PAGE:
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Coping Styles with Posttraumatic Outcomes
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In the last section, we discussed the effects of triggers on PTSD clients and also various types of triggers: anniversary triggers, current stresses, and bodily triggers.
Now that we’ve discussed the various types of triggers, we will move on to coping strategies for the client’s reaction to these triggers.
In this section, we will present three techniques to help a PTSD client cope with their triggers: trigger coping questionnaire, writing, and abdominal breathing exercise. We will discuss PTSD resulting from combat and sexual abuse.
Cho, a 29 year old escaped refugee from North Korea, related her traumatic experiences while imprisoned in a communist detention center for singing a South Korean song. Cho stated, "They beat me, bad. Every day. After breakfast of rice, they would beat me, because they liked to see me throw up. I would go hungry until they fed me again the next day. The guards raped me and told me I was a traitor. They told me my family was dead and my husband was dead. I did not know if they were lying. Now when I smell rice, I want to throw up."
As you can see, one of Cho’s strongest triggers was rice. Her other triggers included the smell of blossoms and warmth because she was imprisoned during the warm blossoming season; the feeling of being dirty because she was not allowed to bathe while in captivity; and the sound of metal doors banging open or closed. Throughout this section, we will relate the following techniques to Cho’s specific triggers: rice, blossoms, feeling dirty and metal doors.
Three Techniques to Cope with Triggers
♦ Technique #1: Trigger Coping Questionnaire
To help Cho motivate herself to face these triggers, her therapist Marion asked her to answer the following "Trigger Coping Questionnaire" relating to her present coping strategies with the trigger of rice:
- What are your fears about this trigger?
Cho answered, "I have fear that I will embarrass myself and throw up in sight of strangers."
- How have you usually reacted in the past?
Cho wrote, "I run to the bathroom or run away from the smell. I get angry too. In prison, I screamed and cursed the guards. I tried to throw up on them when they beat me. When I smell the rice, I want to tell people around me that I hate them."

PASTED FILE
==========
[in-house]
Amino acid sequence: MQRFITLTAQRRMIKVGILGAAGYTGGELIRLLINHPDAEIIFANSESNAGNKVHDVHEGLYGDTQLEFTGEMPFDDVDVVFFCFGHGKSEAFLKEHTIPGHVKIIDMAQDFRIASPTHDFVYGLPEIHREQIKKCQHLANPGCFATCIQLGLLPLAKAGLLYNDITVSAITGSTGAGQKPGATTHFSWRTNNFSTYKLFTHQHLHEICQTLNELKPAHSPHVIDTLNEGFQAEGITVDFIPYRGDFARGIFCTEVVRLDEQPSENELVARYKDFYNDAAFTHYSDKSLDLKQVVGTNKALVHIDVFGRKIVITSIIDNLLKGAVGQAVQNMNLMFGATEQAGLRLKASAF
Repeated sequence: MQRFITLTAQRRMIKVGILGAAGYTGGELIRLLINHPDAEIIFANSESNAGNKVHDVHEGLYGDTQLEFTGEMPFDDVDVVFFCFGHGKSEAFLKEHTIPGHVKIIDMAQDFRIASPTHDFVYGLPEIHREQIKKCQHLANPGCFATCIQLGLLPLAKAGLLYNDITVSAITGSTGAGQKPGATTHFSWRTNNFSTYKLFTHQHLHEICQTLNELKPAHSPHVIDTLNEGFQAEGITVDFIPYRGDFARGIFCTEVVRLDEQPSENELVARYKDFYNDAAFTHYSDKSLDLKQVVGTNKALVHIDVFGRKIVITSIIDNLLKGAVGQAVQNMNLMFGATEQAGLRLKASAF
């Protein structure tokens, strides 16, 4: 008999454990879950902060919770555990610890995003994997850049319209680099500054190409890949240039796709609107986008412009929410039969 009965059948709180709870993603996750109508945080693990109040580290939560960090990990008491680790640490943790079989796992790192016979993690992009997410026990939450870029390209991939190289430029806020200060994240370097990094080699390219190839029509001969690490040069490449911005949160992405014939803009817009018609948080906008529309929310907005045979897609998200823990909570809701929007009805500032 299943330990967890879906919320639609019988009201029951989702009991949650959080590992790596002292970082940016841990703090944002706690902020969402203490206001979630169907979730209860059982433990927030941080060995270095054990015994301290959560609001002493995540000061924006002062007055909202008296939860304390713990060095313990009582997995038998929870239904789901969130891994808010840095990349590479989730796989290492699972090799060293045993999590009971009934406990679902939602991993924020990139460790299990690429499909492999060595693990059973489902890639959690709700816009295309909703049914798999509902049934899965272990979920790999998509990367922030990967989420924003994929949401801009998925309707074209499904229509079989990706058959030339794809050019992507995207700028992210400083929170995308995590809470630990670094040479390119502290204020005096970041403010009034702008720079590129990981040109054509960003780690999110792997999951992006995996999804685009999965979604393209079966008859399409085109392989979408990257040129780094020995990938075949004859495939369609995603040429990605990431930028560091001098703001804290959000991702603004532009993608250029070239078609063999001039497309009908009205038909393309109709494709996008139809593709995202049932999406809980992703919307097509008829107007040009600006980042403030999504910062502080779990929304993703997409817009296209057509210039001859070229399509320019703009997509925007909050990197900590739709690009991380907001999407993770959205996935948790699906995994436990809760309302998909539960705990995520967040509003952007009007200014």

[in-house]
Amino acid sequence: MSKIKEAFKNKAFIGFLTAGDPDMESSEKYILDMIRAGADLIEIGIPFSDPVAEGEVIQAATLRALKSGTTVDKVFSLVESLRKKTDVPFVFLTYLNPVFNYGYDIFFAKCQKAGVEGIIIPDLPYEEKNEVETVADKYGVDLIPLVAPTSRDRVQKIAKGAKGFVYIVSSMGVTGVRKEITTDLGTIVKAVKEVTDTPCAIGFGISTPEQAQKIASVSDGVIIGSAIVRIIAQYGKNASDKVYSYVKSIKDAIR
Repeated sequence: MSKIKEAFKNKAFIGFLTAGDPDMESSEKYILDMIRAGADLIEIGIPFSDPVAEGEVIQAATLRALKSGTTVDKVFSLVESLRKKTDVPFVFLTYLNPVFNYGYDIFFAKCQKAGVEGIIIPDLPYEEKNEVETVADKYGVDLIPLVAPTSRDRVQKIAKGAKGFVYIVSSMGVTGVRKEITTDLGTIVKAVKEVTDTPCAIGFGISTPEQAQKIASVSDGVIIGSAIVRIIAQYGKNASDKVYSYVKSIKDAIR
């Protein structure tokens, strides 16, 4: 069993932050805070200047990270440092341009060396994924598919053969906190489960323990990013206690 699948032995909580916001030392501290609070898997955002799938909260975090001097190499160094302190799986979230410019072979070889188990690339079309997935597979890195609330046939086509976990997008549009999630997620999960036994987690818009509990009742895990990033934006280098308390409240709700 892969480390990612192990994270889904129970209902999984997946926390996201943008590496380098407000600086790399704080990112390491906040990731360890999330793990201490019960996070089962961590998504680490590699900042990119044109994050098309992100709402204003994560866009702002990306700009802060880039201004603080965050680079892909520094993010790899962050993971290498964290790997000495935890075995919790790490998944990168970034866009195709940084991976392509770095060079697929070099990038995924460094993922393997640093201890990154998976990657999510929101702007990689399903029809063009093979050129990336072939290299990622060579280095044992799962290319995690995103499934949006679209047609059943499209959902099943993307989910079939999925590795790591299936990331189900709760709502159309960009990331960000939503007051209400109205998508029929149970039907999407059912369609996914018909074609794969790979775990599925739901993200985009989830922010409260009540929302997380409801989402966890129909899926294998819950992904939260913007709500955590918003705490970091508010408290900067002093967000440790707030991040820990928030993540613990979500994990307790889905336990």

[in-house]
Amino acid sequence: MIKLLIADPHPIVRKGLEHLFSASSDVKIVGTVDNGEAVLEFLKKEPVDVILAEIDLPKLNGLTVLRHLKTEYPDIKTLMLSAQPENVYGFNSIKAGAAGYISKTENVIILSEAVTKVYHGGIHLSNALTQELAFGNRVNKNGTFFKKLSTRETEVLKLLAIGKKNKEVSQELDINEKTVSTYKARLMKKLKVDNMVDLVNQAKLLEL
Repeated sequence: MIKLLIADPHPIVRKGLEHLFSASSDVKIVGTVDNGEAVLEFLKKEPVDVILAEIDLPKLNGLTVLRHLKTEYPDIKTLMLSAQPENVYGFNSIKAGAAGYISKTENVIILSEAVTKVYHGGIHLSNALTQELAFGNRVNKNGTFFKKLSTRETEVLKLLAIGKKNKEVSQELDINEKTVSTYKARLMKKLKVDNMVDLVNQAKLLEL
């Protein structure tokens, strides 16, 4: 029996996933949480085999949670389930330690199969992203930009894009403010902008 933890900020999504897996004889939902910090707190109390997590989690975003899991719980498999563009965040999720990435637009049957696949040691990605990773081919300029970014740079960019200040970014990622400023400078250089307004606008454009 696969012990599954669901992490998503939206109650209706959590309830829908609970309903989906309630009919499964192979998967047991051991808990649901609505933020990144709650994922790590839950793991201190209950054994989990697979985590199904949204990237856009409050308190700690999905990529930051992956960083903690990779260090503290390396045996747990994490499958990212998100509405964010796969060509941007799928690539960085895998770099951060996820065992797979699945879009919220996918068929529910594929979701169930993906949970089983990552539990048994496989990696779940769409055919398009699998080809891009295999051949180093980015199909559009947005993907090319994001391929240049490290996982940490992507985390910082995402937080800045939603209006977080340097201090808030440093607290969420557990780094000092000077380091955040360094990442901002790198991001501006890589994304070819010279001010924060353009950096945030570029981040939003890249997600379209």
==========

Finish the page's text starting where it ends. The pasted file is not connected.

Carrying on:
- What have been the costs of avoiding this trigger, or of handling the trigger with fear, anger, or other emotions associated with the trauma?
Cho answered, "My favorite foods are Asian foods. I can’t eat at Asian restaurants with friends anymore."
- How would you like to react in the future?
Cho wrote, "I want to be happy with my friends and eat the foods I like and go to restaurants I like."
- What do you stand to gain if you react in a way you feel would be more beneficial? Cho responded, "I would have more friends. I would be happy and forget the prison."
- How can you break down this trigger so you can face it more easily?
Because she had trouble with this step, we worked out a system together. Cho decided to stand outside a restaurant that cooked rice for no more than five minutes while practicing the relaxation technique we will discuss later in this section.
Then, when she could cope after five minutes, she increased the time and stood there for ten minutes. Eventually, she entered the restaurant itself where the smell was the strongest. Gradually, Cho reduced her fear of the trigger, but could never fully bring herself to eat it again, understandably. However, the negative effect it had on her social life diminished and she could even sit at the same table while those around her ate rice.
♦ Technique #2: Writing
To help with Cho’s trigger, blossoms, Marion suggested she try writing about what the blossom means to her. Some clients prefer to use positive self-talk in their writing about their triggers, but Cho decided on a different route. In her culture, it was common to write poems about blossoms and the weather associated with it.